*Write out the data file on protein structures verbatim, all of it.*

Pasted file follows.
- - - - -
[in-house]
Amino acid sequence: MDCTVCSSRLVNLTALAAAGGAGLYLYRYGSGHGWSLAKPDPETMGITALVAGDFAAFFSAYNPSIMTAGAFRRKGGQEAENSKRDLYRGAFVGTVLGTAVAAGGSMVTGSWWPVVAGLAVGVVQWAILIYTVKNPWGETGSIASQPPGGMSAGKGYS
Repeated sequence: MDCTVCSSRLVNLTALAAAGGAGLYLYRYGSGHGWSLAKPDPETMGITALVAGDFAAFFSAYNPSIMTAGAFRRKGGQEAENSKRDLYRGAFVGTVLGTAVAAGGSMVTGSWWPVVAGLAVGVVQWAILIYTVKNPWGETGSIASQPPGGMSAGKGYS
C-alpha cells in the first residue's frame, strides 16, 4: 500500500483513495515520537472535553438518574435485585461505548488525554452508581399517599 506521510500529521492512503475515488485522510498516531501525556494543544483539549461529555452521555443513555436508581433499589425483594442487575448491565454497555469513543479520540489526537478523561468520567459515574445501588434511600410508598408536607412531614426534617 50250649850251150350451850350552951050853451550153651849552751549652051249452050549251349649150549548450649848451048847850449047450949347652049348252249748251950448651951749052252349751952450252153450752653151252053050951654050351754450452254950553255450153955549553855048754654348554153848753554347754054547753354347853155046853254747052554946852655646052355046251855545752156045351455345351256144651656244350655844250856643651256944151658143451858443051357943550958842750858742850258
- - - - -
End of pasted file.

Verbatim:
[in-house]
Amino acid sequence: MDCTVCSSRLVNLTALAAAGGAGLYLYRYGSGHGWSLAKPDPETMGITALVAGDFAAFFSAYNPSIMTAGAFRRKGGQEAENSKRDLYRGAFVGTVLGTAVAAGGSMVTGSWWPVVAGLAVGVVQWAILIYTVKNPWGETGSIASQPPGGMSAGKGYS
Repeated sequence: MDCTVCSSRLVNLTALAAAGGAGLYLYRYGSGHGWSLAKPDPETMGITALVAGDFAAFFSAYNPSIMTAGAFRRKGGQEAENSKRDLYRGAFVGTVLGTAVAAGGSMVTGSWWPVVAGLAVGVVQWAILIYTVKNPWGETGSIASQPPGGMSAGKGYS
C-alpha cells in the first residue's frame, strides 16, 4: 500500500483513495515520537472535553438518574435485585461505548488525554452508581399517599 506521510500529521492512503475515488485522510498516531501525556494543544483539549461529555452521555443513555436508581433499589425483594442487575448491565454497555469513543479520540489526537478523561468520567459515574445501588434511600410508598408536607412531614426534617 50250649850251150350451850350552951050853451550153651849552751549652051249452050549251349649150549548450649848451048847850449047450949347652049348252249748251950448651951749052252349751952450252153450752653151252053050951654050351754450452254950553255450153955549553855048754654348554153848753554347754054547753354347853155046853254747052554946852655646052355046251855545752156045351455345351256144651656244350655844250856643651256944151658143451858443051357943550958842750858742850258